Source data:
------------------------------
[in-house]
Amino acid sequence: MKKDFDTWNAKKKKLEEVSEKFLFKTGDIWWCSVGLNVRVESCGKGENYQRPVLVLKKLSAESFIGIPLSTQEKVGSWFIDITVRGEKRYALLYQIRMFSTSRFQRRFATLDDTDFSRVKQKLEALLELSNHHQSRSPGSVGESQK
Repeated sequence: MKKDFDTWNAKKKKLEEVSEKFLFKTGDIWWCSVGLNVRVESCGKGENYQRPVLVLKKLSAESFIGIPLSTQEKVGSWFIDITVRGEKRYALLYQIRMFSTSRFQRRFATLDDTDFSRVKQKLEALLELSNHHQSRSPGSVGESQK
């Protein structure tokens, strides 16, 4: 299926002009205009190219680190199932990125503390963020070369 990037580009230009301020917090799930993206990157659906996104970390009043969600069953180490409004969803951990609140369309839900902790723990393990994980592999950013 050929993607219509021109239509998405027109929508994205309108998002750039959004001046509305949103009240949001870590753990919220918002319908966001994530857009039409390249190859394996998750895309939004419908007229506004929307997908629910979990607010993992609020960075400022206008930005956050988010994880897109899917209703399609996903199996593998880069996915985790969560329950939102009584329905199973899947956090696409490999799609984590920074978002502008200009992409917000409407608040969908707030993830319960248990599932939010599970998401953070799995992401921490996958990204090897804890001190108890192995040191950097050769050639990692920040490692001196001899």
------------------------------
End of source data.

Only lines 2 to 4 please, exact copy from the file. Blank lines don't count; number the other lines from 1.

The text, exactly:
Amino acid sequence: MKKDFDTWNAKKKKLEEVSEKFLFKTGDIWWCSVGLNVRVESCGKGENYQRPVLVLKKLSAESFIGIPLSTQEKVGSWFIDITVRGEKRYALLYQIRMFSTSRFQRRFATLDDTDFSRVKQKLEALLELSNHHQSRSPGSVGESQK
Repeated sequence: MKKDFDTWNAKKKKLEEVSEKFLFKTGDIWWCSVGLNVRVESCGKGENYQRPVLVLKKLSAESFIGIPLSTQEKVGSWFIDITVRGEKRYALLYQIRMFSTSRFQRRFATLDDTDFSRVKQKLEALLELSNHHQSRSPGSVGESQK
């Protein structure tokens, strides 16, 4: 299926002009205009190219680190199932990125503390963020070369 990037580009230009301020917090799930993206990157659906996104970390009043969600069953180490409004969803951990609140369309839900902790723990393990994980592999950013 050929993607219509021109239509998405027109929508994205309108998002750039959004001046509305949103009240949001870590753990919220918002319908966001994530857009039409390249190859394996998750895309939004419908007229506004929307997908629910979990607010993992609020960075400022206008930005956050988010994880897109899917209703399609996903199996593998880069996915985790969560329950939102009584329905199973899947956090696409490999799609984590920074978002502008200009992409917000409407608040969908707030993830319960248990599932939010599970998401953070799995992401921490996958990204090897804890001190108890192995040191950097050769050639990692920040490692001196001899």